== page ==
She wanted to stay in this city with them, she wanted to have what they had. She wanted it all, the green card, the citizenship, the vote. The income taxes! The Constitutional rights. The two cars in the garage. The garage. The driver’s license. My New American Life, by Francine Prose
Because my daughter in law immigrated to the United States in 1999, I’m always interested in books about the immigrant experience. But I have to hope that My New American Life would not be the book that best describes her journey. Satirical, cynical, and somewhat silly, the plot involved Lula, a 26 year old Albania woman who is living surreptitiously on an expired tourist visa in New York, acting as a pseudo-nanny to a rebellious high school boy (really?) Things are going along quite well for Lula – she doesn’t have to do much except keep this sullen teenager company when he’s home – until some shady members of the Albanian “Brotherhood” show up with an offer she can’t refuse. They ask her to hide a gun for them, and insinuate dire consequences to follow if she doesn’t cooperate.
What’s a girl to do? especially when one of the thugs is so darn good-looking. She hangs on to the firearm, thereby insuring an extension of this already far-fetched plot.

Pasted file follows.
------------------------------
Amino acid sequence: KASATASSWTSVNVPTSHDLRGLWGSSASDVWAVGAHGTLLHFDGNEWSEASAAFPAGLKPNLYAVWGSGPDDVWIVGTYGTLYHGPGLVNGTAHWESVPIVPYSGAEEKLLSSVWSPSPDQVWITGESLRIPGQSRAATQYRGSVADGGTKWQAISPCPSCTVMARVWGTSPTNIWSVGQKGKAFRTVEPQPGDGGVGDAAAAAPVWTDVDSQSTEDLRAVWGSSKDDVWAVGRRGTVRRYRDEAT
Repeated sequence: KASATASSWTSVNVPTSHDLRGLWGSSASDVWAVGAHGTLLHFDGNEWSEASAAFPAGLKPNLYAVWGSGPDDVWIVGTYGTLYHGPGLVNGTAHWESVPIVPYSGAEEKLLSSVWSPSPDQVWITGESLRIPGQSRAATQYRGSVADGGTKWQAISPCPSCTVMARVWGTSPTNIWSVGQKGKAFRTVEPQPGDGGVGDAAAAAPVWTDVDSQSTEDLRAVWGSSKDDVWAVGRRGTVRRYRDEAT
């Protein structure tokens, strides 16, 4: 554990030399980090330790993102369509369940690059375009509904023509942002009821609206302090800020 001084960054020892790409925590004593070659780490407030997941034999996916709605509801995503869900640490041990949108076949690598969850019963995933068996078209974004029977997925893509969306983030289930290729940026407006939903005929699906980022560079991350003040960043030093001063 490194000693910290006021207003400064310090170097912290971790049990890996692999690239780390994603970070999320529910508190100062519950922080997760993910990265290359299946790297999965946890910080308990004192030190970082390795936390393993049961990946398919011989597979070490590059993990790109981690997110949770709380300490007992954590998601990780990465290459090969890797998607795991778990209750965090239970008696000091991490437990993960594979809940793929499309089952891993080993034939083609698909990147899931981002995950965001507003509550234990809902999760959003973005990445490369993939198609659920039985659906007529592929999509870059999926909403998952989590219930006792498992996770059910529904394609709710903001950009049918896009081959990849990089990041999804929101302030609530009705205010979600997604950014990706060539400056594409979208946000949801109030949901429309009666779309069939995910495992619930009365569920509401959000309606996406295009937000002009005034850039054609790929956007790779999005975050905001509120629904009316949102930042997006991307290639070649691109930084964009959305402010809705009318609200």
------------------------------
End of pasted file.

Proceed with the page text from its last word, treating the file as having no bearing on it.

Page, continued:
Lula is not a good example of an American immigrant – she lies to everyone about her background, she even lies to herself. She seems feckless, without real ambition to better herself. With the exception of the stories she writes, thinly veiled vignettes of her own life, she has nothing with which to occupy her time. And the Americans in the novel don’t fare much better – Mister Stanley, who made his fortune working for the big banks, and has now hired this girl to keep watch over his teenage son. Or Don Settebello, the attorney who serves as the Greek chorus in this rambunctious novel.
For all that, there is a certain charm to Lula, one that made me smile indulgently, as one would at the antics of a spoiled toddler. But like that spoiled toddler, you know there will be nothing left but a big mess to clean up once the cuteness is over. As an example of satire, the book is fast paced and cleverly written, and if you enjoy that genre, you would most likely appreciate it more than I did.